Virgin Galactic founder Sir Richard Branson (third from right) will take off on the company’s first manned flight as part of a crew of six on July 11, 2021. They are (left to right): the pilot Dave McKay; Coplin Bennet, Chief Operations Engineer; Beth Moses, lead astronaut instructor; Branson; Sirisha Bandla, Vice President of Government Affairs and Investigative Operations; and pilot Michael Masucci. (Image Source: Virgin Galactic)
As the commercial race in suborbital space has heated up in recent years, a thorny question has been raised time and again: Where does outer space begin?
This is not just a philosophical debate. It has financial implications in the real world because a space travel company is selling seats for missions that may not reach the final border, depending on where you think the border is.
This company is Virgin Galactic, and it will send Virgin Group founder Richard Branson and several others to the company’s VSS Unity space plane for a historic event this Sunday (July 11). Test task. So far, Unity has reached suborbital space three times, the last time it was during the test flight on May 22, right?
Related: How Virgin Galactic’s SpaceShipTwo Works (Infographic)
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All three Unity space flights reached 51.4 miles, 55.9 miles and The maximum height of 55.4 miles (82.7 miles and 89.9 miles) is 89.2 kilometers). According to the standards of NASA, the Federal Aviation Administration (FAA) and the U.S. military, this is sufficient for people on board to obtain their astronaut wings, which consider outer space to be 50. miles (80 kilometers) above the earth’s surface Start at.
But it is below another known boundary, the Carmen Line, which is generally interpreted as at an altitude of 62 miles (100 kilometers). Blue Origin of Virgin Galactic’s main competitor in the suborbital travel market, Jeff Bezos, has drawn attention to this fact, noting that his new Shepard aircraft is well above the Carmen line.
Consider the statement that Bob Smith, CEO of Blue Origin, emailed to the New York Times, which reported on the story about Branson’s upcoming flight on July 1: “We hope you have a pleasant flight. It’s safe, but they did not fly over the Carmen Line. This is a very different experience. ”
The statement has a backstory. Blue Origin is also gearing up for its high-profile mission this month: New Shepard’s first manned flight, which will carry Bezos, his brother Mark, pioneer pilot Wally Fink, and an auction for $ 2,800 Ten thousand to buy a seat. . (Blue Origin has yet to determine the winner of the auction.) Mission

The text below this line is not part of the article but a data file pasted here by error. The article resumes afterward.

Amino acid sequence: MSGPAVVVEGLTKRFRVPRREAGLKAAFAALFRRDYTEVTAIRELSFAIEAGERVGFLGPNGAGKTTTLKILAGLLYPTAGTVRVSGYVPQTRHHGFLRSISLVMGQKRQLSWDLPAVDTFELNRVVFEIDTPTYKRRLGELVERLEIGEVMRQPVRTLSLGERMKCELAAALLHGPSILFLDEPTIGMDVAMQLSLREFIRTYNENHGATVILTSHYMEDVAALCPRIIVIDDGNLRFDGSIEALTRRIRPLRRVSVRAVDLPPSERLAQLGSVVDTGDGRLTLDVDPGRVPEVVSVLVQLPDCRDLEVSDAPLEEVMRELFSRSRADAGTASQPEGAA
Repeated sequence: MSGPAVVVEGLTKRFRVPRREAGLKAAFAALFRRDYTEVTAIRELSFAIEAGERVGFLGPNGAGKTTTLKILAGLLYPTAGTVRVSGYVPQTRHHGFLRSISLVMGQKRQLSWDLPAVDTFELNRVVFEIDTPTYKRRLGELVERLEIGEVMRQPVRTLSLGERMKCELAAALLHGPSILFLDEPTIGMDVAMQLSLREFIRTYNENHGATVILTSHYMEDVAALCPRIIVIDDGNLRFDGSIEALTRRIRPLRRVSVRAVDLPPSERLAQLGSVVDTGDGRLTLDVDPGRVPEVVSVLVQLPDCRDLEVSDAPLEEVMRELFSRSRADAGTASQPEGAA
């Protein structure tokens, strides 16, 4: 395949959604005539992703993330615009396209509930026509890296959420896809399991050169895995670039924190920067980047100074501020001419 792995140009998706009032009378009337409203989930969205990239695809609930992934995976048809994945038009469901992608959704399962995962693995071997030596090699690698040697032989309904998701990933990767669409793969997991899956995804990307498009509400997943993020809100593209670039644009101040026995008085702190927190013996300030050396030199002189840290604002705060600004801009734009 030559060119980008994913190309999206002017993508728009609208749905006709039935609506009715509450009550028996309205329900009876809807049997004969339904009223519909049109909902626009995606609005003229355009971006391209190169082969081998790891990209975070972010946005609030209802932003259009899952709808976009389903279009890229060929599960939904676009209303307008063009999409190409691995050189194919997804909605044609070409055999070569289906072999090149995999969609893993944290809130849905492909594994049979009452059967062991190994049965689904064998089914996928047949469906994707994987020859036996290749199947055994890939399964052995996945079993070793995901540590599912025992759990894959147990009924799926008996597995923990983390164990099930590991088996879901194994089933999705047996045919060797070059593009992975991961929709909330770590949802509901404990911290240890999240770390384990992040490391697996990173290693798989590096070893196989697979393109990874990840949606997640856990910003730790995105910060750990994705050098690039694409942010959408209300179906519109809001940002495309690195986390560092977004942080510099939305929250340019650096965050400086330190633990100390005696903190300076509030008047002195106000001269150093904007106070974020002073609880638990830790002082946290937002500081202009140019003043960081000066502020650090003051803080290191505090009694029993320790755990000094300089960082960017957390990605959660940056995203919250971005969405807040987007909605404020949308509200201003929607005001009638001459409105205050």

New Shepard is scheduled to launch on July 20, the 52nd anniversary of the Apollo 11 lunar landing. Blue Origin announced the target date in early May, nearly two months before Virgin Galactic announced its Branson launch plan. (The big reveal took place on July 1.)
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Virgin Galactic and Branson deny they are trying to get Blue Origin attention, saying Unity will take off on July 11 because it is ready to do so.
In an interview with National Public Radio (NPR) that aired on Wednesday (July 7), Branson discussed Smith’s comment on the Carmen line, stating that NASA and the FAA recognize the 50-mile border.
Additionally, “the difference in the actual experience is almost non-existent,” Branson told NPR’s Laila Fadell, noting that riders will get roughly equal weightless times at Unity and New Shepard. Virgin Galactic promised to achieve approximately 4 minutes of weightlessness on its flights. The 50-mile line
has other supporters, including astrophysicist and satellite tracker Jonathan McDowell of the Harvard Smithsonian Center for Astrophysics, who laid out the reason for the line in a 2018 article.
In the middle of the last century, Theodore von Kármán , a Hungarian-American physicist, proposed that space begins where orbital dynamics exceed aerodynamics. McDowell wrote in a 2018 study that placing this line within 100 kilometers was more or less achieved through an “approximate order of magnitude argument.” (After all, 100 kilometers is closer to the mark than 10 kilometers or 1000 kilometers.)
But according to von Kamen’s original definition, the actual limit is between 70 kilometers and 90 kilometers (43 to 56 miles) McDowell. So 80 kilometers (50 miles) is a good approximation of this fuzzy mark, especially considering that it represents the satellite’s way of no return. McDowell pointed out that a spacecraft with an elliptical orbit of less than 80 kilometers can only circle the earth at most, while a spacecraft maintained at a height of several kilometers can stay in the air for several days or weeks.
McDowell’s voice is influential among researchers and non-professionals, and NASA, FAA, and the US military are already involved. So, are we on the road to universal acceptance of 50 miles as the starting point in space? Or will the dispute continue for many years, and the two parties will become more and more entrenched? Either way, this will be an interesting trip.


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By Peter

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